‘Ca’ d’ Oro’ (Peruvian, 1837-1927)
This is my favourite landscape painting of an artist from Peru. My mobile phone photo does not give justice to this masterpiece. The actual version looked so perfectly well-defined even to the tiniest detail of the objects. Its sharp and clear details even to the tiniest lines and curves make the landscape look alive. The light and the delicate texture of the composition is true to all of the collections of this academic artist that I have seen at the fair. Lavoro excellente!
‘Ca’ d’ Oro’ by Federico del Campo (Peruvian, 1837-1927) / Oil on canvas / Macconnal-Mason Gallery, London
Here is an impressive bronze sculpture by an Italian artist, whose works are mostly intended for the outdoors. I find this piece unique. For more of his works please check here at the Fondazion Arnaldo Pomodoro located in Milan.
Disco in forma di rosa del deserto , 2006 / by Arnaldo Pomodoro
Art Through Exquisite Jewellry
One of the jewellery exhibitors was a lady from Taiwan, Cindy Chao. Her minimalist and elegant exhibition stand was fully guarded. Visitors were strictly prohibited to take photos of her exhibits. Because of that, the photo here is not mine. I have seen and admired the actual pieces at the fair; they looked delicate, artistically-crafted and luxurious; they are truly beautiful! Each pairs were securely displayed inside a locked glass cabinet. Each display cabinet has a guard standing right beside it. It is amazing how this artist/jeweller goes to such extent to protect the image of her brand. I don’t blame her. Her works have similarity to the designs of Diana Zhang; a HongKong-based jeweller. I have seen Diana’s impressive pieces in HongKong Tatler magazine that I’ve purchased at Hong Kong airport last year. Both of these lady jewelers have very unique and exquisite collections and both are notorious in protecting their brands. Diana won’t design for just anyone who can afford her merchandise; you have to have the right personality to match her jewelleries.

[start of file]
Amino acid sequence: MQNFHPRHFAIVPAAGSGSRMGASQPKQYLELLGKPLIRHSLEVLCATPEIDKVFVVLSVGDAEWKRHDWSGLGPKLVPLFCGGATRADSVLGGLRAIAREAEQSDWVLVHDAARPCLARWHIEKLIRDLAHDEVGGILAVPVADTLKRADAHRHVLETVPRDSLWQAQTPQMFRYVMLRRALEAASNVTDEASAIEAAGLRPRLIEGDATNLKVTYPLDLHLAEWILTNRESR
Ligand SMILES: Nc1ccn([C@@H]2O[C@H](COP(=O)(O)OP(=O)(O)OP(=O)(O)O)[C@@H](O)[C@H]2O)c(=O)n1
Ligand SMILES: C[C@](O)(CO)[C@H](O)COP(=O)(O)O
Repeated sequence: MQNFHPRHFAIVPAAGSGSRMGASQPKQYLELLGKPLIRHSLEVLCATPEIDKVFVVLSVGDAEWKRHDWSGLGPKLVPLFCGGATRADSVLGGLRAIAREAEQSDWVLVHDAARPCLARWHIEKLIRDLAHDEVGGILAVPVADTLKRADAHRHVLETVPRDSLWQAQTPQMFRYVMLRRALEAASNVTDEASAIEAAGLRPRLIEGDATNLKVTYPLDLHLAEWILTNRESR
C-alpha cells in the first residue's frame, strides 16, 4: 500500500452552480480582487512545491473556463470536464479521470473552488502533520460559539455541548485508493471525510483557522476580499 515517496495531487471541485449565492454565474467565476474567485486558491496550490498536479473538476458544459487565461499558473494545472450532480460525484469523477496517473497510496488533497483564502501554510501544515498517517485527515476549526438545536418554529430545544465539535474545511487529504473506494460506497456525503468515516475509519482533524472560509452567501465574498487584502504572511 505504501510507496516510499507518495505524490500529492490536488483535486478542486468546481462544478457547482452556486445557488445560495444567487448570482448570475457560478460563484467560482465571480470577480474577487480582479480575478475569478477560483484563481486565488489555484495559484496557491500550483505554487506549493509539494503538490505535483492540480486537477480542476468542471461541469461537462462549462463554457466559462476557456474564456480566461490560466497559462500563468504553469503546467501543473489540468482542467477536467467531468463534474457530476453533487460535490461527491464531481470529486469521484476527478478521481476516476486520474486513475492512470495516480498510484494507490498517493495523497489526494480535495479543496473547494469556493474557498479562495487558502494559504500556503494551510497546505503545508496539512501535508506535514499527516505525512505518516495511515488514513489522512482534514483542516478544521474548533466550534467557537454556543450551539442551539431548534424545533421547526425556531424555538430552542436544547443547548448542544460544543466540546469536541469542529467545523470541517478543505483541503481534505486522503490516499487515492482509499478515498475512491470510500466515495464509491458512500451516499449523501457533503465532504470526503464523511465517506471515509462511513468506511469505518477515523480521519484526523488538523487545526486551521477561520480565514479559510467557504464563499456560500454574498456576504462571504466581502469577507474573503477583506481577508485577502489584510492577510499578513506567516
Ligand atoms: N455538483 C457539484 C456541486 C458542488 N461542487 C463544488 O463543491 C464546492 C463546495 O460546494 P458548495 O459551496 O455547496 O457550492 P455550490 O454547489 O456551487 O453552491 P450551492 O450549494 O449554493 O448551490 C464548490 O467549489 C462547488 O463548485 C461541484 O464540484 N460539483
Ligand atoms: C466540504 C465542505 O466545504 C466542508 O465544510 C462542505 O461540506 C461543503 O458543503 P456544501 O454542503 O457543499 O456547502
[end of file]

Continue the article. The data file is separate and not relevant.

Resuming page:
The Royal Hospital Chelsea London is a short walk from Sloane Square station, passing through one of the finest neighborhoods in the city, lined with impressive terracota-red apartments on both sides of Lower Sloane Street (A3216). It was a pleasure walk for me; occasionally glancing at the architectural grandeur of the residential buildings. This is Chelsea after all. From the Barrack Gate, there were golf buggies waiting to take visitors right outside the South Grounds entrance of the fair. I don’t play golf, so it was my first time to ride a golf buggy cart :-). Simple pleasure like this is worth appreciating too!
South Grounds, The Royal Hospital Chelsea, London, SW3 4LW
Lower Sloane Street, London
There were guards at the entrance and exit of the premises. Bags were inspected on the way in and on the way out.
The exhibition staff
The staff at the exhibition are not only well-dressed and smart, you will also find them knowledgeable and helpful in giving more information about their exhibits. I spoke to few of them and I must say I learned more about the artwork and the artist from talking to them than just reading the tags.
Food at the fair
The fair organizers commissioned excellent food caterers. Even a simple looking Portuguese custard tart was amazing; the best version I’ve ever had!
“Visitors to Masterpiece London are able to enjoy informal dining at The Mount Street Deli, a full à la carte menu at Le Caprice and The Ivy Bar, and dine in one of two Scott’s Seafood & Champagne Bars elevating the pop-up concept to another level.” – Urban Caprice
As an art admirer; the fair was worth a visit. It was both educational and entertaining. I left the fair feeling elated; my artistic curiosities have been satisfied. It gives a pleasure of having the rare privilege of seeing, admiring and learning about the excellent works of art of highly-skilled people from the past and of today.
“The object of art is not to reproduce reality, but to create a reality of the same intensity.”
– Alberto Giacometti –
Souvenir photo of my first visit at the Masterpiece London, July 2018.